Former high-profile Saudi royal adviser al-Qahtani investigated but not charged and released.
Saudi Arabia’s public prosecutor said on Monday five people had been sentenced to death over the murder of Saudi journalist Jamal Khashoggi in Istanbul in October last year, but two top figures investigated over the killing have been exonerated.
“The court issued death sentences on five men who directly took part in the killing,” the prosecutor, Shalaan al-Shalaan, said in a statement.
Saudi prosecutors had said deputy intelligence chief Ahmed al-Assiri oversaw the Washington Post columnist’s killing in the kingdom’s Istanbul consulate in October 2018 and that he was advised by the royal court’s media czar Saud al-Qahtani.
However, al-Qahtani was investigated but not indicted “due to insufficient evidence” and al-Assiri was investigated and charged but eventually acquitted on the same grounds, the statement said.
The court also ruled that the Saudi consul-general in Istanbul at the time, Mohammed al-Otaibi, was not guilty. He was released from prison after the verdicts were announced, according to state TV.
After holding nine sessions, the trial concluded that there was no previous intent by those found guilty to murder, according to state TV.
Of the 11 unnamed individuals indicted in the case, five were sentenced to death, while three face jail terms totalling 24 years, and the others were acquitted. All can appeal the verdicts.
The trials of the accused were carried out in near-total secrecy, though a handful of diplomats, including from Turkey, as well as members of Khashoggi’s family, were allowed to attend the sessions.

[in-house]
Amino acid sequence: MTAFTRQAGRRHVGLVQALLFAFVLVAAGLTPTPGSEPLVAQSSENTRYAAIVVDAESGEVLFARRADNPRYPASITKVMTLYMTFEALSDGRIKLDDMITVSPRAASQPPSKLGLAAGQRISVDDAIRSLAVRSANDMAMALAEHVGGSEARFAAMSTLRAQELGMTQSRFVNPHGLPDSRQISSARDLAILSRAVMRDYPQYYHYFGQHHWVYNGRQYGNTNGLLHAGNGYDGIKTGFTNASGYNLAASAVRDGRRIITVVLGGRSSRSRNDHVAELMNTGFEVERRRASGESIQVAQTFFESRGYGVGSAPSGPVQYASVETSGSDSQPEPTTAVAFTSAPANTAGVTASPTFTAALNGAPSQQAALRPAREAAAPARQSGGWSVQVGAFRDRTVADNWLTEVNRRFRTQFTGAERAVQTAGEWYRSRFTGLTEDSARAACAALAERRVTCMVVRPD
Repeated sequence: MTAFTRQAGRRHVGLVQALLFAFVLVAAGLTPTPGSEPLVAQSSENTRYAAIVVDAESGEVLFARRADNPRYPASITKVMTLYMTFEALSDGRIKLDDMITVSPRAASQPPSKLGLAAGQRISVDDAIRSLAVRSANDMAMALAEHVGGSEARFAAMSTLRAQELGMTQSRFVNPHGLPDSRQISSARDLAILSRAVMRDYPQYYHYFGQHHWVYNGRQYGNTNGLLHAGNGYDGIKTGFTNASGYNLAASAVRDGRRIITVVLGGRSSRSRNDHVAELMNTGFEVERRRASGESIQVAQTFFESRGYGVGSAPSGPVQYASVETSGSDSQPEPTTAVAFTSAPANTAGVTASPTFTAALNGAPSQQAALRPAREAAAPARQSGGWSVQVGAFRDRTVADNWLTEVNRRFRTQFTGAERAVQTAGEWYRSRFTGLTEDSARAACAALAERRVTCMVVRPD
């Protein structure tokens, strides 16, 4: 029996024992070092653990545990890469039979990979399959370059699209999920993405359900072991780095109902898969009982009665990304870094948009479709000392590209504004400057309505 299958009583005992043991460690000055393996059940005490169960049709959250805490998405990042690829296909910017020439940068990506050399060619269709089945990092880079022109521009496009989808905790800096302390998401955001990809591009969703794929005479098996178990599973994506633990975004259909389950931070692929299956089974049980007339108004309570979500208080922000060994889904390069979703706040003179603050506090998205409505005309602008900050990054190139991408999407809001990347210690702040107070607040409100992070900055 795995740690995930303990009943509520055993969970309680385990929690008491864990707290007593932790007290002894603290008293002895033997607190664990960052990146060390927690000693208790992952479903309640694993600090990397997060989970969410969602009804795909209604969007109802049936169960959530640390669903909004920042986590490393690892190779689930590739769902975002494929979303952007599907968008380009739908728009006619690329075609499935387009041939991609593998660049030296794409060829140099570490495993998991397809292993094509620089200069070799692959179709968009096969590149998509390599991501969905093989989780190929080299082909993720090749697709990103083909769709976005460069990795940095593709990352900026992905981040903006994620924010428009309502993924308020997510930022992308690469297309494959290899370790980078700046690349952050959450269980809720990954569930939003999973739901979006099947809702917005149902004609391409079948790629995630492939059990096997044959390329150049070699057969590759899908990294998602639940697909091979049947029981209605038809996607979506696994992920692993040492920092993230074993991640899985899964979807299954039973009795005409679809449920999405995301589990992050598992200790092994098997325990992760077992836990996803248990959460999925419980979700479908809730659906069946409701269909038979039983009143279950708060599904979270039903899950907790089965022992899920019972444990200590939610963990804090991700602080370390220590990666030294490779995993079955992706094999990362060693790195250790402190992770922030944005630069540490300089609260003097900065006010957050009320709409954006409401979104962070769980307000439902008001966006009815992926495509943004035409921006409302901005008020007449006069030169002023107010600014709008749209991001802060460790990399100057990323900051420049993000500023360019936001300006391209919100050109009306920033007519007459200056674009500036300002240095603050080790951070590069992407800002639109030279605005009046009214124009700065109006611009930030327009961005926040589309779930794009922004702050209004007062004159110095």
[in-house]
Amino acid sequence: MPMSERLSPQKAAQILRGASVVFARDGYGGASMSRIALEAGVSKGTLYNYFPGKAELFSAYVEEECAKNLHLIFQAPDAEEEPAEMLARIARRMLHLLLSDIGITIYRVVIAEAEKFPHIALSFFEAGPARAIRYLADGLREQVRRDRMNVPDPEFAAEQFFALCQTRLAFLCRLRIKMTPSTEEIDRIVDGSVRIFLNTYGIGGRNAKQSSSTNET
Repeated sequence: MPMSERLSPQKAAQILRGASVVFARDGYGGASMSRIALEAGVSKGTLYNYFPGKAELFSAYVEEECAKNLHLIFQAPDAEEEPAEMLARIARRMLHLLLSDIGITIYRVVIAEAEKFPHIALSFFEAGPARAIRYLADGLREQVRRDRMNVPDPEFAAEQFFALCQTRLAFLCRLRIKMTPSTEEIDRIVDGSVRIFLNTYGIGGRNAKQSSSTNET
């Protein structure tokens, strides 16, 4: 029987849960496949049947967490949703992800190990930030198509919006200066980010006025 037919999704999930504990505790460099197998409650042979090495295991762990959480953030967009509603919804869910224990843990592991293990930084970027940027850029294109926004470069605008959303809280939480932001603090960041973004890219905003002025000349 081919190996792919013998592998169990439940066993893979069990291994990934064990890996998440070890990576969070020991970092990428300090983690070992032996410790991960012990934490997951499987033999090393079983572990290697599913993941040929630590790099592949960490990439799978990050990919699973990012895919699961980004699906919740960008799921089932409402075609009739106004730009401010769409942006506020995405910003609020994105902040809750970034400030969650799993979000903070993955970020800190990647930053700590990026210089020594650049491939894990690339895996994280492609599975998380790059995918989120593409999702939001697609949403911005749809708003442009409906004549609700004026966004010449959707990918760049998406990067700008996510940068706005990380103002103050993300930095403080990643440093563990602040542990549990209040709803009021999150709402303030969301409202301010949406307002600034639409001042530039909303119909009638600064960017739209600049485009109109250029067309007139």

The killing of the US resident and Saudi writer last year shocked the world.
Khashoggi, a critic of Saudi Crown Prince Mohammed bin Salman (MBS), was living in self-exile in the United States where had been granted political asylum.
Political pressures had forced him out of his home country and he had begun writing an opinion column for the Washington Post, commenting on its foreign policy and repression of speech, taking direct aim at MBS.
After being granted asylum, Khashoggi had begun to build a network between Washington, Istanbul, London and other world capitals.
He was planning to marry and resettle in Turkey with his fiancee, Hatice Cengiz, which was the reason for his visit to the consulate.
He had walked into his country’s consulate in Istanbul on October 2, 2018, to collect documents that would allow him to wed Cengiz, who waited for him outside. He never walked out.
Audio recordings, CCTV footage and forensic evidence all point to a nightmare story; Khashoggi was killed by a hit squad and then dismembered, the consulate was scrubbed clean and his body disposed of. The whereabouts of his dismembered body are still unknown.
A body-double wearing the dead Khashoggi’s clothes exited the consulate in what had all the hallmarks of a carefully planned operation.
After weeks of repeated denials that it had anything to do with his disappearance, the kingdom eventually acknowledged that its officials were behind the gruesome murder.
Turkish intelligence agencies concluded that he was killed in a premeditated murder, while the CIA has reportedly found that MBS likely ordered the killing.
But Riyadh has consistently denied that the crown prince was involved.
Speaking from Istanbul, Mehmet Celik, managing editor of the Turkish Daily Sabah newspaper told reporters that Monday’s preliminary verdict raised questions around the credibility of the trial.
“The fact that several high-profile people have not been charged raises questions around the credibility of the trial and whether or not these people [sentenced to death] were chosen as scapegoats.
“There has been evidence that phone calls were held between Qahtani and the people who carried out the murder,” he added.